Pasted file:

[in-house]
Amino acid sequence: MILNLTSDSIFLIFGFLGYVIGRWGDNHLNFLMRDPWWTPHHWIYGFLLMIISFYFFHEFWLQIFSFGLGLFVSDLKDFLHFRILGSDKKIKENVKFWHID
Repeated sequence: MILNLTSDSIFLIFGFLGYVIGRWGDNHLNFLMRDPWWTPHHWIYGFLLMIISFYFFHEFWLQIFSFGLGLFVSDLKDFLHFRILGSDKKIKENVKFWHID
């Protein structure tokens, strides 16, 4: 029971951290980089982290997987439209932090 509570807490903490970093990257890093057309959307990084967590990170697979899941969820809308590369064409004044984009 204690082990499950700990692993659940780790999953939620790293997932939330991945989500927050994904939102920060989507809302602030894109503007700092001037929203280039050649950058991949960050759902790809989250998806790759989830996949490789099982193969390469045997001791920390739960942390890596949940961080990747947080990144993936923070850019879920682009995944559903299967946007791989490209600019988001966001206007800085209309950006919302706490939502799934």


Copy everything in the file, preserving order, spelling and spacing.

[in-house]
Amino acid sequence: MILNLTSDSIFLIFGFLGYVIGRWGDNHLNFLMRDPWWTPHHWIYGFLLMIISFYFFHEFWLQIFSFGLGLFVSDLKDFLHFRILGSDKKIKENVKFWHID
Repeated sequence: MILNLTSDSIFLIFGFLGYVIGRWGDNHLNFLMRDPWWTPHHWIYGFLLMIISFYFFHEFWLQIFSFGLGLFVSDLKDFLHFRILGSDKKIKENVKFWHID
């Protein structure tokens, strides 16, 4: 029971951290980089982290997987439209932090 509570807490903490970093990257890093057309959307990084967590990170697979899941969820809308590369064409004044984009 204690082990499950700990692993659940780790999953939620790293997932939330991945989500927050994904939102920060989507809302602030894109503007700092001037929203280039050649950058991949960050759902790809989250998806790759989830996949490789099982193969390469045997001791920390739960942390890596949940961080990747947080990144993936923070850019879920682009995944559903299967946007791989490209600019988001966001206007800085209309950006919302706490939502799934």